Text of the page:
A second suit was filed by Vornado and three of its employees -- one of whom was a former fund trustee, another whose interest was vested because of completion of the ten years service required by the plan, and a third individual who had not been employed for the necessary ten years. Plaintiffs alleged that the trustees had failed to declare a formal partial termination in accordance with the Internal Revenue Code and that this inaction had both jeopardized Vornado's tax exemption and prejudiced the rights of non-vested employees.*fn2 This suit was consolidated with the one raising the asset transfer issue.

The district court found that the occurrence of a partial termination was not in dispute. The question, as the court saw it, was whether the partial termination was of any consequence to the beneficiaries and the employer. The interpretation given the "to the extent funded" clause in the Internal Revenue Code determined whether all employees had become vested, and that inquiry focused on the actuarial data used by the fund. The trustees assumed that future earnings on the fund's assets should be calculated at seven percent. Plaintiffs assert that this rate was unrealistically low and that the then current, higher market rate should have been employed.

The determination of a proper interest rate is significant because, applying the trustees' seven percent rate, the fund's liabilities would exceed its assets. In that event, the funds available would be inadequate to provide for participants other than those who were already vested. Participants with insufficient service could not gain non-forfeitable benefits. Plaintiffs argued that if the higher market rate were used, the assets would exceed liabilities, and the surplus could be allocated to newly-vesting employees. In making the calculations, plaintiffs also insisted that the amount of Vornado's withdrawal liability should be included as an asset of the fund.

The district court decided that the trustees had been justified in using the seven percent rate because it conformed with the Trust Plan. The Plan stated that in the event of a termination, assets should be used to satisfy liabilities "in the amount required in accordance with the actuarial assumptions underlying this Plan fully to fund the Retirement Pensions, based on the provisions of the Plan during the five year period prior to the date of the termination." An affidavit by the plan administrator averred that the Plan had used a seven percent rate for the calculation of lump sum amounts and for its minimum funding standard account.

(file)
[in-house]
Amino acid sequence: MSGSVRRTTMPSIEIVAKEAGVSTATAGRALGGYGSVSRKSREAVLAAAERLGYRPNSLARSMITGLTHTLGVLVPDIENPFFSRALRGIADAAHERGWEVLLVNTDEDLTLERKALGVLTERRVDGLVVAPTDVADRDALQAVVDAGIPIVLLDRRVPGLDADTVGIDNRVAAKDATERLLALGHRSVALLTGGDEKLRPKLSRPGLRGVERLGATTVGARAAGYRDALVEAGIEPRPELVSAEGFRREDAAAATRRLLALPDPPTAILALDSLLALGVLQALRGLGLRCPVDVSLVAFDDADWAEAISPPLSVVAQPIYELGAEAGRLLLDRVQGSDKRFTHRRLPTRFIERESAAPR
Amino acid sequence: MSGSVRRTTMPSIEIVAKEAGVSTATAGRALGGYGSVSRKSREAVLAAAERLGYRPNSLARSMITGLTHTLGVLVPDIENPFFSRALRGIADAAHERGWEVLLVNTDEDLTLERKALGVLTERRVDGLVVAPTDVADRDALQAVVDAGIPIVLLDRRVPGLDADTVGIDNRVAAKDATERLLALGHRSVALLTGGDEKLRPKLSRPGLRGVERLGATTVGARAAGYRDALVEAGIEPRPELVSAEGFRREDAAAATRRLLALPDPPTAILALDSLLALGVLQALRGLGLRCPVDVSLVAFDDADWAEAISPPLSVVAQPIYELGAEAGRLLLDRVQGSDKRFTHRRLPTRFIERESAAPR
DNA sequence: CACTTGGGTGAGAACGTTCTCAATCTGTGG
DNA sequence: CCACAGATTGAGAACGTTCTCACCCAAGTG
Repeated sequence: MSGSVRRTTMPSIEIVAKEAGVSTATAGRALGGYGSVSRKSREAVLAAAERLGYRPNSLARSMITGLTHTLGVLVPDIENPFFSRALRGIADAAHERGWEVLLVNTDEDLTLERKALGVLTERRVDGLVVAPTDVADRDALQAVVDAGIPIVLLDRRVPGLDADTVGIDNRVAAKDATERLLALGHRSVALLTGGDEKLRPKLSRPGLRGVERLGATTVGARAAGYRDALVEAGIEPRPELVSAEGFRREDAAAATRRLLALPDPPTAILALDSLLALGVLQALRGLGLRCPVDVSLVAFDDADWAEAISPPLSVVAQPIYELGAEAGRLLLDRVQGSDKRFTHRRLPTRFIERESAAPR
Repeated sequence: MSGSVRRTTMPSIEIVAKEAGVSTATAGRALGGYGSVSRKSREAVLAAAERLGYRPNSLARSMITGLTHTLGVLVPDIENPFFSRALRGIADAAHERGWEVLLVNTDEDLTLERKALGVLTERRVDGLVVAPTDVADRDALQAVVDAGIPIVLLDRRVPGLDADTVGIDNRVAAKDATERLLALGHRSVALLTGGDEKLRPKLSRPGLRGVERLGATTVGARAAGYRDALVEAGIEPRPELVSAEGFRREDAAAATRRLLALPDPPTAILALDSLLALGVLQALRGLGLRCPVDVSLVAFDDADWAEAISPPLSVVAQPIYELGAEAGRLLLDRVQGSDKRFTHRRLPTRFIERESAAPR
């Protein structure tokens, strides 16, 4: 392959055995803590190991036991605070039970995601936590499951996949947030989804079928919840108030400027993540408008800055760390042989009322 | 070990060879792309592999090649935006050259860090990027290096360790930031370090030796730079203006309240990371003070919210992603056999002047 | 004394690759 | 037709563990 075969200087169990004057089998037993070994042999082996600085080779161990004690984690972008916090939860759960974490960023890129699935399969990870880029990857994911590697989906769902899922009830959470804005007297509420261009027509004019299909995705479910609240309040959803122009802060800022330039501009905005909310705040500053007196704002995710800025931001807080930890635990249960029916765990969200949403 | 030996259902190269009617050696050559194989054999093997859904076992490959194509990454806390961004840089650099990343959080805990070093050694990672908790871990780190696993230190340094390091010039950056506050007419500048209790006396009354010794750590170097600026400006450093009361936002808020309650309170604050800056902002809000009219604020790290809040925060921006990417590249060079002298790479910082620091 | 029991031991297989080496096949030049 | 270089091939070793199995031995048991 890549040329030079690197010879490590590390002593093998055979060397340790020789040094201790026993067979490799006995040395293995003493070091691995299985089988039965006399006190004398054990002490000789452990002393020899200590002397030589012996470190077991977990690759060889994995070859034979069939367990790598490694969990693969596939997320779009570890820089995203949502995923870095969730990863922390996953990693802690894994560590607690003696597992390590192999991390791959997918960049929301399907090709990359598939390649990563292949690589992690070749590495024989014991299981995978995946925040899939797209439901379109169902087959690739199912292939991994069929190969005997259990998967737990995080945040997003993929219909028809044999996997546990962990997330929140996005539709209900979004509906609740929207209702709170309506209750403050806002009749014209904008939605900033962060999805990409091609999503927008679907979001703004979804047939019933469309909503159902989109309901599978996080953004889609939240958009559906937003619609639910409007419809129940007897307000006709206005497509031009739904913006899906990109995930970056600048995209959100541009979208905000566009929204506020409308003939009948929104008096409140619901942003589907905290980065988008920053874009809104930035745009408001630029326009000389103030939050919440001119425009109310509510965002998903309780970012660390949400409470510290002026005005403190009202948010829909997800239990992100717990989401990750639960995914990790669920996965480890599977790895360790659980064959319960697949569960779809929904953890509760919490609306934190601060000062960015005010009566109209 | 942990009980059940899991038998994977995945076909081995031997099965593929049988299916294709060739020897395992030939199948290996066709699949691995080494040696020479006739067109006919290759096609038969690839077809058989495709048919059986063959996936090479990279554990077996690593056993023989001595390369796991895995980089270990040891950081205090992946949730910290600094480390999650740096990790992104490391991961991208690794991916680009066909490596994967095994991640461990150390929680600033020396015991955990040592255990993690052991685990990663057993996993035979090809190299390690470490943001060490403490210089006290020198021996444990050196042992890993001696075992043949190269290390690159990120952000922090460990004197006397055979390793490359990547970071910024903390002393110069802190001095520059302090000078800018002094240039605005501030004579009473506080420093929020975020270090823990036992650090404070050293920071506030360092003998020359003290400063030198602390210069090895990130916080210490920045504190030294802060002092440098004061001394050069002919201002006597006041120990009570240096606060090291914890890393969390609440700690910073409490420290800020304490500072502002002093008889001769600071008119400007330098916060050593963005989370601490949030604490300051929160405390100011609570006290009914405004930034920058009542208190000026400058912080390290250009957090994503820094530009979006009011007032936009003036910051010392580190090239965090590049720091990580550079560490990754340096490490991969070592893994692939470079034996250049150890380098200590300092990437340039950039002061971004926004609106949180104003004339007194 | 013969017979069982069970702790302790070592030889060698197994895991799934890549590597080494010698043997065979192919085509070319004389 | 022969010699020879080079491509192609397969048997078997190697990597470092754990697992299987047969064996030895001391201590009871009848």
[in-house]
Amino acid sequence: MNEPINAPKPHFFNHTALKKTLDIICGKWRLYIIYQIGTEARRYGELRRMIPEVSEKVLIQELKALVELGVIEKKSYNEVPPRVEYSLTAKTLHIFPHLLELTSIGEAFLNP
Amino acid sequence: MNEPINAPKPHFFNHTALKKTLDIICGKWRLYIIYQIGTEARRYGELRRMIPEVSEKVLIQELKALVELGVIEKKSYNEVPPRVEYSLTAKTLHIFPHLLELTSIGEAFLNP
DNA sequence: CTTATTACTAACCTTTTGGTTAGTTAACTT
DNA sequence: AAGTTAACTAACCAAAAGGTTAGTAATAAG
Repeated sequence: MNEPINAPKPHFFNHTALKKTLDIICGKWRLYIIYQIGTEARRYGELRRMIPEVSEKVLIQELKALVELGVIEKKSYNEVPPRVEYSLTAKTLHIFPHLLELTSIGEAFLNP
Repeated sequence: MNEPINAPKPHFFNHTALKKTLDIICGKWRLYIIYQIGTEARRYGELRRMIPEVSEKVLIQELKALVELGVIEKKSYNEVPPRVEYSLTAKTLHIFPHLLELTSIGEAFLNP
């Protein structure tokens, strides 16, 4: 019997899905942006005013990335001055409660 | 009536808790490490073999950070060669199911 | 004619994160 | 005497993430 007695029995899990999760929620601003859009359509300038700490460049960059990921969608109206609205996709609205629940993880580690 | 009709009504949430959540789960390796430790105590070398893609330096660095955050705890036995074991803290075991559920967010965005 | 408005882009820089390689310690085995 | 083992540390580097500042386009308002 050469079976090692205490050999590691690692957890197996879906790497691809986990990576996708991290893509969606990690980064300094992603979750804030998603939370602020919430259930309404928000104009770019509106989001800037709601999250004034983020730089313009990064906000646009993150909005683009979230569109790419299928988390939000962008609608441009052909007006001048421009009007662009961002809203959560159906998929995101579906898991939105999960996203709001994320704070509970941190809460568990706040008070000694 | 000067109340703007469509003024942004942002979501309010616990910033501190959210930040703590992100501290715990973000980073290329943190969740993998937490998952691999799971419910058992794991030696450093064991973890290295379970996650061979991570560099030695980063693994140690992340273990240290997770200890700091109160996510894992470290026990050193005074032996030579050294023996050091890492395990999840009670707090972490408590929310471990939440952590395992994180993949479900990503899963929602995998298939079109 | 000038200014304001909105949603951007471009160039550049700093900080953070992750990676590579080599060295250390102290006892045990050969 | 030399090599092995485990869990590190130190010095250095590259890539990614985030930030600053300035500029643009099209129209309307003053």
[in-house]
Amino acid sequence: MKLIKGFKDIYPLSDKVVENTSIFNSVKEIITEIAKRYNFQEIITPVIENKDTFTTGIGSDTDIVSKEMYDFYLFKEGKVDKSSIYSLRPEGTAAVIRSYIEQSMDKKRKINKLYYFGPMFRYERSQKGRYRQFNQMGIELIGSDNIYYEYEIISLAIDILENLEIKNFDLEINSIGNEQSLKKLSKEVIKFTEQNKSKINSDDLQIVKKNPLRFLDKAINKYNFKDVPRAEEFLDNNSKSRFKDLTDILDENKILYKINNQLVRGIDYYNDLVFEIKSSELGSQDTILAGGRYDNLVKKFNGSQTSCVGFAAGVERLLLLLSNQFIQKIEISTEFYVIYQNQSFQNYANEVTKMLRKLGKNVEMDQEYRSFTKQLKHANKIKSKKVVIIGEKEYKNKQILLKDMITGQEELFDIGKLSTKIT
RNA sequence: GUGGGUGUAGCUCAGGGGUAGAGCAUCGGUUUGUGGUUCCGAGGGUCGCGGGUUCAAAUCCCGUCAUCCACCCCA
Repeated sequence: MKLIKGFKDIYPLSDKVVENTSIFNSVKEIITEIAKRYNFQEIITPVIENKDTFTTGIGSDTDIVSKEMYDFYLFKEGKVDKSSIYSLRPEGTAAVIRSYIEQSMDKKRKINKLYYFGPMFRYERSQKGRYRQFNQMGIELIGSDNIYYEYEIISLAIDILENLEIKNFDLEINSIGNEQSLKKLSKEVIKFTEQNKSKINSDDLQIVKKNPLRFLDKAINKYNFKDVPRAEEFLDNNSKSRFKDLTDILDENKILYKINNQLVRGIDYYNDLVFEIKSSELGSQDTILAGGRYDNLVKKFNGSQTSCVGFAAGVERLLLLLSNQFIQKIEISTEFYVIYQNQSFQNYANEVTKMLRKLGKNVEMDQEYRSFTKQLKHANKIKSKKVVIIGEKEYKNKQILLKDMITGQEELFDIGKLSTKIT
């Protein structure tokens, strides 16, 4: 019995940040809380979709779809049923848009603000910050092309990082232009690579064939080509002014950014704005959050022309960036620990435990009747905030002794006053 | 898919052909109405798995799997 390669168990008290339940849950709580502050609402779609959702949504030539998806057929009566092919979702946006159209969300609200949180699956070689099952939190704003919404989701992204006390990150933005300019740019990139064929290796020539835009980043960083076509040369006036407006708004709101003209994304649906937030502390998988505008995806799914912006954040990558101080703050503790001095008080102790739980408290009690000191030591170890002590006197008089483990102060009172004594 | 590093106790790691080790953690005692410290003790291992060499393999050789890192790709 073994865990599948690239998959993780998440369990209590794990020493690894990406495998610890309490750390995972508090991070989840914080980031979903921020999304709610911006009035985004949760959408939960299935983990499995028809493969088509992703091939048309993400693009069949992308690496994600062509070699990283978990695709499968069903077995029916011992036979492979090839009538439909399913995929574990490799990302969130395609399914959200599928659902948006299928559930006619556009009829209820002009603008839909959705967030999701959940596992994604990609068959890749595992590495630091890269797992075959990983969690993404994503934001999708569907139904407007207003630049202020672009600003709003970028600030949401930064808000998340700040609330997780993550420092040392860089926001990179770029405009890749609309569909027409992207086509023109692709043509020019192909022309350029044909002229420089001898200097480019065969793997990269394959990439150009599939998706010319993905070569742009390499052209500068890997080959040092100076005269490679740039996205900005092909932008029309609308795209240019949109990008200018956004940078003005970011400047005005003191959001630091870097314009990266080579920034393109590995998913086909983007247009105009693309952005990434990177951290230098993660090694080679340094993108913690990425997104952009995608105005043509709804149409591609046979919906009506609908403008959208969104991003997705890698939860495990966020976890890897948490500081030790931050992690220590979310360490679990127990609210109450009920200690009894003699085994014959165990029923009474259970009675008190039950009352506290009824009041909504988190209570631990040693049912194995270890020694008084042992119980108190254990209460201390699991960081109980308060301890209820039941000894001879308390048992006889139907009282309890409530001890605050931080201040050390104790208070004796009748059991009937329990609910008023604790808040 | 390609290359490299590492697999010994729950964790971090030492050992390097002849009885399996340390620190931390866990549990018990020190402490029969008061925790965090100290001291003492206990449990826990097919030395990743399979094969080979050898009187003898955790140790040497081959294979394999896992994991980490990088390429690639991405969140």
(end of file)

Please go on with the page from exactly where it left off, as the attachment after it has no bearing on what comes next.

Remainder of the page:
Having determined that the fund had followed a permissible actuarial computation that resulted in a deficiency of assets to meet all liabilities, the court decided that the trustees' failure formally to declare a partial termination was of no consequence. Accordingly, summary judgment was entered for defendants.

Plaintiffs also complained that the trustees' actions had violated their fiduciary duties. The district court granted summary judgment on this claim, concluding that Vornado did not have standing to press it and that the other plaintiffs could not prove damages in view of the fund's fiscal condition. On appeal, plaintiffs have not argued that Vornado has standing, and our resolution of the other claims also disposes of this one.



Vornado concedes that ERISA does not give an employer an absolute right to require a transfer of assets, but contends that the statute does provide a mechanism through which an employer may propose a transfer and have its request judged by a standard that is not "unreasonably restrictive." Defendants, supported by amicus curiae, the Pension Benefit Guaranty Corporation, argue that ERISA does not require adoption of rules that permit an employer to obtain a transfer of assets and liabilities.

Section 4234(a) of ERISA provides in pertinent part:

"A transfer of assets from a multiemployer plan to another plan shall comply with asset-transfer rules which . . .

(1) do not unreasonably restrict the transfer of plan assets in connection with the transfer of plan liabilities, and

(2) operate and are applied uniformity." (with exceptions not relevant here)